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David Octavius Hill
Hill & Adamson, D. O. Hill, 1843 - 1848 - Getty Center
David Octavius Hill
David Octavius Hill

David Octavius Hill

Country: Scotland
Birth: 1802 | Death: 1870

David Octavius Hill was a Scottish painter, photographer and arts activist. He formed Hill & Adamson studio with the engineer and photographer Robert Adamson between 1843 and 1847 to pioneer many aspects of photography in Scotland. Hill was born in 1802 in Perth. His father, a bookseller and publisher, helped to re-establish Perth Academy and David was educated there as were his brothers. When his older brother Alexander joined the publishers Blackwood's in Edinburgh, Hill went there to study at the School of Design. He learned lithography and produced Sketches of Scenery in Perthshire which was published as an album of views.

His landscape paintings were shown in the Institution for the Promotion of the Fine Arts in Scotland, and he was among the artists dissatisfied with the Institution who established a separate Scottish Academy in 1829 with the assistance of his close friend Henry Cockburn. A year later Hill took on unpaid secretarial duties. He sought commissions in book illustration, with four sketches being used to illustrate The Glasgow and Garnkirk Railway Prospectus in 1832, and went on to provide illustrations for editions of Walter Scott and Robert Burns.

In the 1830s he is listed as living at 24 Queen Street, in Edinburgh's New Town. In 1836 the Royal Scottish Academy began to pay him a salary as secretary, and with this security he married his fiancée Ann Macdonald the following year. After the birth of their daughter, Charlotte Hill, Ann was invalided, and died on 5 October 1841, aged 36, and was buried with her family in Greyfriars Churchyard in Perth. Charlotte Hill went on to marry the author Walter Scott Dalgleish LLD and is buried in Grange Cemetery. During this period he lived at 28 Inverleith Row in Edinburgh's northern suburbs and he continued to produce illustrations and to paint landscapes on commission.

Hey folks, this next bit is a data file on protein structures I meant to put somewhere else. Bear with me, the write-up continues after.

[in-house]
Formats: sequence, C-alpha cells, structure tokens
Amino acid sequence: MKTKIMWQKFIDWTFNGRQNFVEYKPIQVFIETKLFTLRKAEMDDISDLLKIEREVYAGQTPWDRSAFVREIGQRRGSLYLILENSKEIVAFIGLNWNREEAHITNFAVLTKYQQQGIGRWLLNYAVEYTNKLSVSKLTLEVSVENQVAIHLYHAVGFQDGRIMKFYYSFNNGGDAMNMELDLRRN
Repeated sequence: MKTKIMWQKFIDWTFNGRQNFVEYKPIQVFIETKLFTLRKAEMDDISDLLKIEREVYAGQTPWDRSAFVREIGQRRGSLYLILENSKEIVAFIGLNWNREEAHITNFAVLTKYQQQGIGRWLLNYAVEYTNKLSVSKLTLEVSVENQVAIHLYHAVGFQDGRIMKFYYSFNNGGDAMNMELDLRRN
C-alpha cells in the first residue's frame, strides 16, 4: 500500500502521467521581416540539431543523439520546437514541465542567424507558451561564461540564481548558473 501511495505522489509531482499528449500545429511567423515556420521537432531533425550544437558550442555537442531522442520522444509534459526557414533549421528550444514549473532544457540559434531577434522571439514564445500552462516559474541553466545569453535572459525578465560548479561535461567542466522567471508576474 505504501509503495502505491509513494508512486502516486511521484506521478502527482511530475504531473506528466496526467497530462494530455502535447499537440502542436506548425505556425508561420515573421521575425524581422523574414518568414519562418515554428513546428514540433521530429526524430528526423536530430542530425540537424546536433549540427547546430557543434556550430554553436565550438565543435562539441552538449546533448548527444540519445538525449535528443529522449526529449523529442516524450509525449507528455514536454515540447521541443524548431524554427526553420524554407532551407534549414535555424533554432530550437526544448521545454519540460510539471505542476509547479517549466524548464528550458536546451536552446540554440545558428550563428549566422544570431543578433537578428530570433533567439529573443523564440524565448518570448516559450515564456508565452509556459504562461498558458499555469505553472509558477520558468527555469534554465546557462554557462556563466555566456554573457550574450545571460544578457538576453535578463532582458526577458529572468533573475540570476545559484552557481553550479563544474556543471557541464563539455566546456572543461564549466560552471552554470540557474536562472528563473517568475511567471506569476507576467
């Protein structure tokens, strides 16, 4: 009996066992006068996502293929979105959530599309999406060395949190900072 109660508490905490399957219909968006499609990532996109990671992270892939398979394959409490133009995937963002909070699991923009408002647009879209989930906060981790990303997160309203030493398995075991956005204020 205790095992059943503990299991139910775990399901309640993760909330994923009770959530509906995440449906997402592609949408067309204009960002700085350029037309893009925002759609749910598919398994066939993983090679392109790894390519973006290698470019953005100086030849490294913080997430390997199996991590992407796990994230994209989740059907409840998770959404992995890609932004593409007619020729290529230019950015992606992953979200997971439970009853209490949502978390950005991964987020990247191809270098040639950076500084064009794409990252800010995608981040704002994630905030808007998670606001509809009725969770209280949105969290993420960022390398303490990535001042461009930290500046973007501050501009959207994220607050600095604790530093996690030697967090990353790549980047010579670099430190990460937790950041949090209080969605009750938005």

Hill was present at the Disruption Assembly in 1843 when over 450 ministers walked out of the Church of Scotland assembly and down to another assembly hall to found the Free Church of Scotland. He decided to record the dramatic scene with the encouragement of his friend Lord Cockburn and another spectator, the physicist Sir David Brewster who suggested using the new invention, photography, to get likenesses of all the ministers present. Brewster was himself experimenting with this technology which only dated back to 1839, and he introduced Hill to another enthusiast, Robert Adamson. Hill and Adamson took a series of photographs of those who had been present and of the setting. The 5 feet (1.5 m) x 11.4 feet (3.5 m) painting was eventually completed in 1866.

Hill moved to "Calton Hill Stairs" in 1850. Their collaboration, with Hill providing skill in composition and lighting, and Adamson considerable sensitivity and dexterity in handling the camera, proved extremely successful, and they soon broadened their subject matter. Adamson's studio, "Rock House", on Calton Hill in Edinburgh became the centre of their photographic experiments. Using the calotype process, they produced a wide range of portraits depicting well-known Scottish luminaries of the time, including Hugh Miller, both in the studio and outdoors, often amongst the elaborate tombs in Greyfriars Kirkyard.